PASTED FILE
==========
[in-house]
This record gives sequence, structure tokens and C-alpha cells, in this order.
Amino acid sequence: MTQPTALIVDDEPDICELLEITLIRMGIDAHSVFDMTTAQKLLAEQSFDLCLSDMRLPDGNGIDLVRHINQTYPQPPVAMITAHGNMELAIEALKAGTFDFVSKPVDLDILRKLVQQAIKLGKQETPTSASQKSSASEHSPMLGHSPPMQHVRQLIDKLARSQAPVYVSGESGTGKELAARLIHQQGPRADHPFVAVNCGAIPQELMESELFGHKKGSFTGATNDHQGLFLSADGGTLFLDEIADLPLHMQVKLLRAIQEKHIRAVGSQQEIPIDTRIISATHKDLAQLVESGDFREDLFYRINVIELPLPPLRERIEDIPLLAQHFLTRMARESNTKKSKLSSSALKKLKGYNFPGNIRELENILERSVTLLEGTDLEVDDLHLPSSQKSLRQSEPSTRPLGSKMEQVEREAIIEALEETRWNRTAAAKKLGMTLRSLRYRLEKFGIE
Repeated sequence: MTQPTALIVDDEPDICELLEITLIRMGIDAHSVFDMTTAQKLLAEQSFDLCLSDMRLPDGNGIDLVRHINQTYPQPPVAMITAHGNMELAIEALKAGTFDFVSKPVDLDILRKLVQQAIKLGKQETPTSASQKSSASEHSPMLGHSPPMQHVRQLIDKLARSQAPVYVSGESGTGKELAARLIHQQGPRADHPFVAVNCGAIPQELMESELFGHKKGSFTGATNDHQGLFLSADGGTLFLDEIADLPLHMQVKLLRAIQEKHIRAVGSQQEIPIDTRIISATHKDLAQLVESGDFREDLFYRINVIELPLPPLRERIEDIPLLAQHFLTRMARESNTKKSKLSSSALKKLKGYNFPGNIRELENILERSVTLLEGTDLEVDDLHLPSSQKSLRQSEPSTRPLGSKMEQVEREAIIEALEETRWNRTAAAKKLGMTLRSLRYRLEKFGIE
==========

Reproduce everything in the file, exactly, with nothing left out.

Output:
[in-house]
This record gives sequence, structure tokens and C-alpha cells, in this order.
Amino acid sequence: MTQPTALIVDDEPDICELLEITLIRMGIDAHSVFDMTTAQKLLAEQSFDLCLSDMRLPDGNGIDLVRHINQTYPQPPVAMITAHGNMELAIEALKAGTFDFVSKPVDLDILRKLVQQAIKLGKQETPTSASQKSSASEHSPMLGHSPPMQHVRQLIDKLARSQAPVYVSGESGTGKELAARLIHQQGPRADHPFVAVNCGAIPQELMESELFGHKKGSFTGATNDHQGLFLSADGGTLFLDEIADLPLHMQVKLLRAIQEKHIRAVGSQQEIPIDTRIISATHKDLAQLVESGDFREDLFYRINVIELPLPPLRERIEDIPLLAQHFLTRMARESNTKKSKLSSSALKKLKGYNFPGNIRELENILERSVTLLEGTDLEVDDLHLPSSQKSLRQSEPSTRPLGSKMEQVEREAIIEALEETRWNRTAAAKKLGMTLRSLRYRLEKFGIE
Repeated sequence: MTQPTALIVDDEPDICELLEITLIRMGIDAHSVFDMTTAQKLLAEQSFDLCLSDMRLPDGNGIDLVRHINQTYPQPPVAMITAHGNMELAIEALKAGTFDFVSKPVDLDILRKLVQQAIKLGKQETPTSASQKSSASEHSPMLGHSPPMQHVRQLIDKLARSQAPVYVSGESGTGKELAARLIHQQGPRADHPFVAVNCGAIPQELMESELFGHKKGSFTGATNDHQGLFLSADGGTLFLDEIADLPLHMQVKLLRAIQEKHIRAVGSQQEIPIDTRIISATHKDLAQLVESGDFREDLFYRINVIELPLPPLRERIEDIPLLAQHFLTRMARESNTKKSKLSSSALKKLKGYNFPGNIRELENILERSVTLLEGTDLEVDDLHLPSSQKSLRQSEPSTRPLGSKMEQVEREAIIEALEETRWNRTAAAKKLGMTLRSLRYRLEKFGIE